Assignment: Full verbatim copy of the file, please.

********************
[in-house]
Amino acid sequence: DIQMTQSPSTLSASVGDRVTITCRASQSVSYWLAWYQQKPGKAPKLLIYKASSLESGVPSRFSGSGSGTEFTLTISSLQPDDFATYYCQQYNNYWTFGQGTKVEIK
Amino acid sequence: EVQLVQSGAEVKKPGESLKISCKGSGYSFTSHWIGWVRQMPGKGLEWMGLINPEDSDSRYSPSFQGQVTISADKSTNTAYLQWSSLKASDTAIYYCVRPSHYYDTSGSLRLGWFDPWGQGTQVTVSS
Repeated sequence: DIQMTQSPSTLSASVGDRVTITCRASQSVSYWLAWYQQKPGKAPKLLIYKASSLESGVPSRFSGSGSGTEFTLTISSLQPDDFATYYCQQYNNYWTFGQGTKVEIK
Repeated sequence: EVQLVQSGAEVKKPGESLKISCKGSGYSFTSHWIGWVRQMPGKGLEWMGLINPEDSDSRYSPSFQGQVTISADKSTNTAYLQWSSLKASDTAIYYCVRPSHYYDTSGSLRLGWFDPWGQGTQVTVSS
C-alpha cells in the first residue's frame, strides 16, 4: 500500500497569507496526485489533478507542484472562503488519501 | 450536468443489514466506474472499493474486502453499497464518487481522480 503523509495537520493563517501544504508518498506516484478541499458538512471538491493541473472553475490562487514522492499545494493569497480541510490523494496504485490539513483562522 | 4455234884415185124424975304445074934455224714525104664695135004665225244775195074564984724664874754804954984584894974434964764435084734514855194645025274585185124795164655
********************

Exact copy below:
[in-house]
Amino acid sequence: DIQMTQSPSTLSASVGDRVTITCRASQSVSYWLAWYQQKPGKAPKLLIYKASSLESGVPSRFSGSGSGTEFTLTISSLQPDDFATYYCQQYNNYWTFGQGTKVEIK
Amino acid sequence: EVQLVQSGAEVKKPGESLKISCKGSGYSFTSHWIGWVRQMPGKGLEWMGLINPEDSDSRYSPSFQGQVTISADKSTNTAYLQWSSLKASDTAIYYCVRPSHYYDTSGSLRLGWFDPWGQGTQVTVSS
Repeated sequence: DIQMTQSPSTLSASVGDRVTITCRASQSVSYWLAWYQQKPGKAPKLLIYKASSLESGVPSRFSGSGSGTEFTLTISSLQPDDFATYYCQQYNNYWTFGQGTKVEIK
Repeated sequence: EVQLVQSGAEVKKPGESLKISCKGSGYSFTSHWIGWVRQMPGKGLEWMGLINPEDSDSRYSPSFQGQVTISADKSTNTAYLQWSSLKASDTAIYYCVRPSHYYDTSGSLRLGWFDPWGQGTQVTVSS
C-alpha cells in the first residue's frame, strides 16, 4: 500500500497569507496526485489533478507542484472562503488519501 | 450536468443489514466506474472499493474486502453499497464518487481522480 503523509495537520493563517501544504508518498506516484478541499458538512471538491493541473472553475490562487514522492499545494493569497480541510490523494496504485490539513483562522 | 4455234884415185124424975304445074934455224714525104664695135004665225244775195074564984724664874754804954984584894974434964764435084734514855194645025274585185124795164655